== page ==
White Mother to a Dark Race: Settler Colonialism, Maternalism, and the Removal of Indigenous Children in the American West and Australia, 1880-1940 ハードカバー – 2009/7/1
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White Mother to a Dark Race takes the study of indigenous education and acculturation in new directions in its examination of the key roles white women played in these policies of indigenous child-removal. Government officials, missionaries, and reformers justified the removal of indigenous children in particularly gendered ways by focusing on the supposed deficiencies of indigenous mothers, the alleged barbarity of indigenous men, and the lack of a patriarchal nuclear family. Often they deemed white women the most appropriate agents to carry out these child-removal policies. Inspired by the maternalist movement of the era, many white women were eager to serve as surrogate mothers to indigenous children and maneuvered to influence public policy affecting indigenous people. Although some white women developed caring relationships with indigenous children and others became critical of government policies, many became hopelessly ensnared in this insidious colonial policy.
"[Jacobs] has taken the study of these nineteenth and early twentieth century institutionalizing policies in a rewarding new direction. . . . I highly recommend this book to anyone who is interested in indigenous studies, women's studies, and the history of intercultural relations in colonizing situations like the American West."--Nancy J./I>--Nancy J. Parezo "Journal of Arizona History " "This study stands as an excellent model and should encourage further comparisons between federal Indian policy and other maternalist projects within the United States as well as intimate strategies in other colonial regimes."--Cathleen D./I>--Cathleen D. Cahill "Western Historical Quarterly " "[White Mother to a Dark Race is] a monumental comparative study."--Cristina Stanciu, SAIL--Cristina Stanciu "SAIL " "[Margaret D. Jacobs] has produced a balanced, meticulously researched book filled with heartbreaking stories of loss and uplifting accounts of survival."--Lynette Russell, Great Plains Quarterly --Lynette Russell "Great Plains Quarterly " "Jacobs' focus on the role of white women, and specifically the function of maternalism, generates important insights into the interrelationship between race and gender in the creation of the modern white nation. Attention to the specificities of colonial regimes in the different locations of Australia and the American West--revealing the uncanny similarities as well as significant differences--can only enhance our critical understanding."--Trish Luker, International Journal of Critical Indigenous Studies--Trish Luker "International Journal of Critical Indigenous Studies " "This book deserves wide readership in U.S. western history, women's history, Indian history, and comparative ethnic studies."--Peggy Pascoe, Montana, the Magazine of Western History--Peggy Pascoe "Montana, the Magazine of Western History "商品の説明をすべて表示する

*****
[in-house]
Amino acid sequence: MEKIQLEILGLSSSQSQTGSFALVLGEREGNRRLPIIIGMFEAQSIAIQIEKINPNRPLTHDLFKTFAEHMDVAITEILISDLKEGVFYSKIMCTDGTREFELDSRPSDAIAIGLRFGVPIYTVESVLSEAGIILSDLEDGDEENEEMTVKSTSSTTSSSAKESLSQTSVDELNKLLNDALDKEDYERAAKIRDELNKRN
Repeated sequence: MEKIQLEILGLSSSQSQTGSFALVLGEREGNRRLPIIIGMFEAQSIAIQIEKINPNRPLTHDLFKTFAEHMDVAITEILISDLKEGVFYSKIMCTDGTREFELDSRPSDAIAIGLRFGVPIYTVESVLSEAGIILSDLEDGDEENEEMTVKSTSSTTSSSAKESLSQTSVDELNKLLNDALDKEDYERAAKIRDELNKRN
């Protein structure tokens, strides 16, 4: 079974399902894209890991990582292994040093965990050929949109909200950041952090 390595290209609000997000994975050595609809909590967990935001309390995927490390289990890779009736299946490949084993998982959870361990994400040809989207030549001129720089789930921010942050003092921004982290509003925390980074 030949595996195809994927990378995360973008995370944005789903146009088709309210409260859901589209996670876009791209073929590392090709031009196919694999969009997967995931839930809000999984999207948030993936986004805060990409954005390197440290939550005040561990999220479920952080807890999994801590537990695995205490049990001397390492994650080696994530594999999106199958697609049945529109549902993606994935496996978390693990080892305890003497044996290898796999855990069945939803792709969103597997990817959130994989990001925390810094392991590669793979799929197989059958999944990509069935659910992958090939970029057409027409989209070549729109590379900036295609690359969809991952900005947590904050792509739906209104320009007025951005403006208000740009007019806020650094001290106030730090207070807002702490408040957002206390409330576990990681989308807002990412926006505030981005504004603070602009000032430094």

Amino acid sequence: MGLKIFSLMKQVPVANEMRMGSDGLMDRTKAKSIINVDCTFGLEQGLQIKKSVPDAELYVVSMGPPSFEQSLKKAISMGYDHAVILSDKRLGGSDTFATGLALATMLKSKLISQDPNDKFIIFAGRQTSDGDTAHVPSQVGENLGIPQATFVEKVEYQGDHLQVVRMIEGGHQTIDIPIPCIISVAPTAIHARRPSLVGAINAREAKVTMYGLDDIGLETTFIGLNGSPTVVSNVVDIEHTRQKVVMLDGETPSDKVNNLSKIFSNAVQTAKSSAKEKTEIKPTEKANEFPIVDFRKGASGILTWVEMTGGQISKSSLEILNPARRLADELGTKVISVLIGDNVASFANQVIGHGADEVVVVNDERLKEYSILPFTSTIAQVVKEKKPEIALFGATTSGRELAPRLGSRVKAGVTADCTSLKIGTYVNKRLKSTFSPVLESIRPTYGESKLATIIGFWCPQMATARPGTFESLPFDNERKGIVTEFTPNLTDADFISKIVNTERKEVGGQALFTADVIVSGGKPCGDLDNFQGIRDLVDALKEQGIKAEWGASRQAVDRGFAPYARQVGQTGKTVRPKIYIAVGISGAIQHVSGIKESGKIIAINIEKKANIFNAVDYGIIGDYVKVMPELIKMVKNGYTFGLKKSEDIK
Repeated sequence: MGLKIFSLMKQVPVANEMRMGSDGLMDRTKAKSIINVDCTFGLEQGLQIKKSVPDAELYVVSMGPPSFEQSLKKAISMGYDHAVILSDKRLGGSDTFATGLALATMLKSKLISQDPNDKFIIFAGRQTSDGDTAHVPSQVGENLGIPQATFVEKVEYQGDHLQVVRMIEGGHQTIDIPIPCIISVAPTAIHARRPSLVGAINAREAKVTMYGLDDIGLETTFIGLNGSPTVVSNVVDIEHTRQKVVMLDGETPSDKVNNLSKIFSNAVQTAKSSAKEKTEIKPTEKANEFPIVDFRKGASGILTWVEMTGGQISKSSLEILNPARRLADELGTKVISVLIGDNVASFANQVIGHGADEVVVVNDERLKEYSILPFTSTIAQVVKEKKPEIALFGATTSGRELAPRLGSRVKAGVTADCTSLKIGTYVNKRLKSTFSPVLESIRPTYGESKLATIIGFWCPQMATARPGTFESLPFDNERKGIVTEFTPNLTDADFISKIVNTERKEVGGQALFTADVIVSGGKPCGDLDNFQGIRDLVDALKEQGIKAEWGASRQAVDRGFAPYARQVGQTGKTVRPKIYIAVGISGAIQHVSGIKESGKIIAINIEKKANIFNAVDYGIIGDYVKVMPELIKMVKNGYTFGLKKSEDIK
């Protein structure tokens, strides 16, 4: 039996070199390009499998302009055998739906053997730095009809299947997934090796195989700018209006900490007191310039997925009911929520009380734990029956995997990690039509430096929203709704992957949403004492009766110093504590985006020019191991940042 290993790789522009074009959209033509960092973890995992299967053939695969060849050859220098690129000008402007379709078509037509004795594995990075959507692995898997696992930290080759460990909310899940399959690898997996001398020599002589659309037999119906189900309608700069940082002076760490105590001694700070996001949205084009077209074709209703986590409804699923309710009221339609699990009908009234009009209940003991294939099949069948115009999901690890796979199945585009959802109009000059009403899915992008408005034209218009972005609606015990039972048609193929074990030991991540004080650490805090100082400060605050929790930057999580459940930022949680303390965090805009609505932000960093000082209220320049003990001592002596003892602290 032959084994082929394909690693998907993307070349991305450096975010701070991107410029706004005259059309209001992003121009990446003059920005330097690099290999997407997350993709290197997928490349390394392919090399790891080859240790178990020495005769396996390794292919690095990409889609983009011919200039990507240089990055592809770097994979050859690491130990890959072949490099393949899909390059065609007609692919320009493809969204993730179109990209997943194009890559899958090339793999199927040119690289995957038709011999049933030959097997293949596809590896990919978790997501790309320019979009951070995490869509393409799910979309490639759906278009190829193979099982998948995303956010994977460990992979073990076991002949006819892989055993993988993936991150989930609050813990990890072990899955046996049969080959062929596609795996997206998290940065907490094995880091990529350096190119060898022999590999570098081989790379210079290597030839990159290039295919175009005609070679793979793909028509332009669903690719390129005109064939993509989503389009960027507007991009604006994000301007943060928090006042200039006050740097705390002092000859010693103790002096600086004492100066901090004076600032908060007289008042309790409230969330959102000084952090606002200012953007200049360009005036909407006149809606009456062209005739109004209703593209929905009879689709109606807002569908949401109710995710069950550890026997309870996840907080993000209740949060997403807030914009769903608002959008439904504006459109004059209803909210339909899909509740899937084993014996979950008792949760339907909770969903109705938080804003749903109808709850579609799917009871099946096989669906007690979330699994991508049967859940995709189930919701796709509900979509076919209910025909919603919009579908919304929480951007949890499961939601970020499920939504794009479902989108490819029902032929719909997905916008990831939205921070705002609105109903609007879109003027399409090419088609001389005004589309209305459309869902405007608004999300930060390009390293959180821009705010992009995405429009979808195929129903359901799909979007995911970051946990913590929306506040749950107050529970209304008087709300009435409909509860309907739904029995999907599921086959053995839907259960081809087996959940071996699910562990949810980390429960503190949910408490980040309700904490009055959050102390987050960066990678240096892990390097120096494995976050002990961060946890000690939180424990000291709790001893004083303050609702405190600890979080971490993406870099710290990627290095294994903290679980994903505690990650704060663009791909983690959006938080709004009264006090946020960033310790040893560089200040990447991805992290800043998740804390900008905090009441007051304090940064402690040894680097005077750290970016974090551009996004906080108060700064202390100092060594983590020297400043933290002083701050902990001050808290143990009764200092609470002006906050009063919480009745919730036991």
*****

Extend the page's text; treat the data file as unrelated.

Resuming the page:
I think this book is definitely a must-read for any Native Studies historians, or any history student esp. in the Midwest and Western U.S. and in Australia.
Jacobs covers very well the topics of indigenous child removal, including the affects it had on children and families and the consequences of removal policies. She also clearly explains every facet of white maternalism which offers invaluable contextual information. Neither praising nor vilifying those involved in child removal, Jacobs' writing style allows readers to formulate their own views and responses to child removal policies.
Dr. Jacobs mentions many case studies she performed and her time spent researching is very well reflected in this book.
The book ends with a very powerful epilogue and afterword.